A Passion for Portugal:
Monsanto Portugal was one of the destinations on the original schedule for my recent trip that really piqued my interest. A little searching on Google revealed that we would be visiting an ancient, fortified village right at the top of a hill. With the only access by car or bus from Castelo Branco (itself a four to five hour journey from Porto) Monsanto remains unspoilt despite the rather unique ‘architecture’. Our fleeting visit didn’t disappoint and I hope sometime to return if only to see if I can capture the magical architecture a little better.
Monsanto is a village built into the rocks. Houses are squeezed in between boulders, rocks appear in the middle of perfectly red tiled roofs and rooms are built around the natural walls. There’s an admirable ingenuity in the way this village has been constructed into the natural landscape. Blink and you could be in any medieval village in Europe, look again and you might think the Flintstones have taken up residence.
We walked up the hill to the ruined fortress, with magnificent views out over the Castelo Branco district. There’s a story about the fortress that in the second century BC, Roman troops besieged the castle for six years. Villagers, who had hidden inside, were running out of food but rather than admit defeat, they tried one last ploy to fool the invaders and threw their last remaining livestock over the battlements.
Today, on the Festival of the Holy Cross in early May, the women of the village still carry rag dolls (marafonas) to the top of the castle and clay jars full of flowers, throwing them down to commemorate the siege.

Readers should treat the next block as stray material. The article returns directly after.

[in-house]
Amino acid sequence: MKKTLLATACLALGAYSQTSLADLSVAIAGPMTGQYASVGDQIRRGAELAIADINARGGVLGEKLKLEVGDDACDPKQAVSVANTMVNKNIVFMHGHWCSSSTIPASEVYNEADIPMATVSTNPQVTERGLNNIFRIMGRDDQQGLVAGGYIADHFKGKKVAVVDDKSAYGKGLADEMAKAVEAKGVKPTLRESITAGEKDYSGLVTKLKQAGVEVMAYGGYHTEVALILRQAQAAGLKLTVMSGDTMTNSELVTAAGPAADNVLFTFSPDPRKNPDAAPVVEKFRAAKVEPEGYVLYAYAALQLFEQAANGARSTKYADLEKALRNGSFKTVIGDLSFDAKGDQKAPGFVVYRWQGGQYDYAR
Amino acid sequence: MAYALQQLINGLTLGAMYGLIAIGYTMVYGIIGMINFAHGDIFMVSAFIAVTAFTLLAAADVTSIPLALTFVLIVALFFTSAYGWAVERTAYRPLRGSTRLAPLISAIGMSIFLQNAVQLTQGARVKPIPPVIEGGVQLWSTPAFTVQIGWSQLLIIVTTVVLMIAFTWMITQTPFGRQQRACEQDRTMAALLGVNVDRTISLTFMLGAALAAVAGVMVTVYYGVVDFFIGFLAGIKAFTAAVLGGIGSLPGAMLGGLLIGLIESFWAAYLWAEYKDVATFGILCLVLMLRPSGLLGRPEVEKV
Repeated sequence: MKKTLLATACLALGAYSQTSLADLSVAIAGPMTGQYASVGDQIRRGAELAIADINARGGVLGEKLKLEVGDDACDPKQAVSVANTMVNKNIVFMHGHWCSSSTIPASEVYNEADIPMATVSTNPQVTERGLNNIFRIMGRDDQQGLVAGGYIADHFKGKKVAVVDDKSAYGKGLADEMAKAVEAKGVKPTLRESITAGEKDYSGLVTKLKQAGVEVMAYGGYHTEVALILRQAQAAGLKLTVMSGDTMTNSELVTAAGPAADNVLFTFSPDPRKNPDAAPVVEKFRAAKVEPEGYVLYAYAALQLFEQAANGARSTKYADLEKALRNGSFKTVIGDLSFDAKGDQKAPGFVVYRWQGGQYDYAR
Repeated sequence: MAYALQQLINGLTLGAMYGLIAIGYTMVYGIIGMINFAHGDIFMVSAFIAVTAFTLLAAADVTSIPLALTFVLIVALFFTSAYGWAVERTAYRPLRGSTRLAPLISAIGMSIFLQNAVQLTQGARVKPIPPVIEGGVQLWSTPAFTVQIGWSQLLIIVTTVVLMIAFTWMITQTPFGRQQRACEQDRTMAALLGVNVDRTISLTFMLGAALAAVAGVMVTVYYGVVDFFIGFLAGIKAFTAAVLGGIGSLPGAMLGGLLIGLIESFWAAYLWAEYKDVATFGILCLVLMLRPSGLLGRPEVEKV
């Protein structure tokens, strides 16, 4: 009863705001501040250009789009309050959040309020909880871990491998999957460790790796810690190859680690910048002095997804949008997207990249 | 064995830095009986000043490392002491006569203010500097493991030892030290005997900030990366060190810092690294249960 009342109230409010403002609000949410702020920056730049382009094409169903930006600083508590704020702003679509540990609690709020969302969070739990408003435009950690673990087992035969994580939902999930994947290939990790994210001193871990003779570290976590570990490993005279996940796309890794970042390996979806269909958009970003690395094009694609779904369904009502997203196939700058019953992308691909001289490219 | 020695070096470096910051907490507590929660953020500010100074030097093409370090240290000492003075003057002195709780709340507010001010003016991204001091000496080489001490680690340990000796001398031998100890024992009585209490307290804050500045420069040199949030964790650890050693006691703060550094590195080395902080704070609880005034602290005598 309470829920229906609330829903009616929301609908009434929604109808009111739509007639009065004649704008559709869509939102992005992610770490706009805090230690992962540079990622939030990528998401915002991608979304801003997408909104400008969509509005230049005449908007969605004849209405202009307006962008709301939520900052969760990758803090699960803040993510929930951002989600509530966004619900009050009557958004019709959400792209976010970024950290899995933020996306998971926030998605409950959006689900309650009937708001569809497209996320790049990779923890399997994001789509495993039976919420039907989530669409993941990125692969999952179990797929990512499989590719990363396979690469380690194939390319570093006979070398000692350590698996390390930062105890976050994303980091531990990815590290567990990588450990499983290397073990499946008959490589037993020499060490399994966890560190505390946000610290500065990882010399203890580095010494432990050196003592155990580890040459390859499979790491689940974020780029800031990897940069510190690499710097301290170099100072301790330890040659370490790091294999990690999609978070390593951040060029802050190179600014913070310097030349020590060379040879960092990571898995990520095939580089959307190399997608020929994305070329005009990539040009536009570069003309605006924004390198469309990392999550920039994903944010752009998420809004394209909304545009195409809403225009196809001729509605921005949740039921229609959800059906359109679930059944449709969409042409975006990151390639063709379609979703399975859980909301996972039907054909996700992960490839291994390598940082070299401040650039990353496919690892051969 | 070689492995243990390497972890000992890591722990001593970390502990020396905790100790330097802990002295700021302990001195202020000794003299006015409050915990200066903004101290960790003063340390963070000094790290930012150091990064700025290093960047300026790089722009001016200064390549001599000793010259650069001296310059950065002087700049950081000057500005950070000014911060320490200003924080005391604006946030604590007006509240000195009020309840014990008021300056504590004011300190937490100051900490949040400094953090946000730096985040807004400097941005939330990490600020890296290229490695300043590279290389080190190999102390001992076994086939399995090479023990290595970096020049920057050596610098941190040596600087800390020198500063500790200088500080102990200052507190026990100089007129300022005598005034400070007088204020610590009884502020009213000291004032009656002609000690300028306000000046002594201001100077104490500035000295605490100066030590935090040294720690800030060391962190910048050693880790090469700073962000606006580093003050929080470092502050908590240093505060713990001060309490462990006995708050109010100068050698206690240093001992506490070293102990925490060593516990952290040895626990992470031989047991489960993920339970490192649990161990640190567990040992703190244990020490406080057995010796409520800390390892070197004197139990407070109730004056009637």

Back down into the village, we made our way to Petiscos and Granitos, a local restaurant specialising in Portuguese food.
Outside on the sunny terrace we dined on a whole range of local specialities . Dishes of Chorizo and cheese were contrasted with a rich partridge stew,
a delicious seafood and egg salad
and this rather unappetising looking but extremely delicious tasting plate of Farinheira.
It WAS meant to be a light lunch because some of the party were going to take a bike trail to Idanha a Velha whilst the
more cowardly/less foolhardy of us walked the 7k footpath. to reach the same destination. I did look at the mountain bikes. But, having not been on a bike for twenty years or so, the idea of a steep descent on bike really didn’t quite work for me!
Setting off on foot down a cobbled pathway, things didn’t seem too bad. We passed farmhouses and cork oak fields
And then arrived in a small copse by a chapel. The shepherd sheltering against the boulder was just staying out of the sun while he watched a small herd of goats and sheep.
He told us the numbers had declined from around 80 to just 20 or so, simply because local people no longer wanted to buy whole animals, preferring instead to buy ready butchered meats.
Further on, things were a little less manicured, we seemed to be walking right through fields and meadows and what had been promised to us as a 7km walk was already close to 9km. But, how can you complain about spending an afternoon in the sunshine in flower filled meadows?
The only regret from me is that our extended and rather gentle ramble meant we missed seeing around Idanha a Velha, arriving just in time to meet up with the rest of the group and get into the minibus, though if I’m honest, we probably couldn’t have walked any further.
Why not take a look at my Portugal board now – you’ll find all my favourite pictures and links back to the other posts about the area from me and hopefully eventually from some of the other people I traveled with on this occasion. If you are not already on Pinterest, do join up! You should be able to do so from this
link which I hope will take you to my boards
- Casa das Penhas Douradas offers double rooms including breakfast from €88
- Herdade da Poupa offers double rooms including breakfast from €110
- Casa dos Poços offers double rooms including breakfast from €88
- TAP Portugal (0845 601 0932, www.flytap.com) flies from London Gatwick to Porto from £126 return including all taxes and charges
- For more information on Centro de Portugal visit: www.visitcentro.com/en/
- For more information on Portugal visit: www.visitportugal.com
I travelled as a guest of Centro de Portugal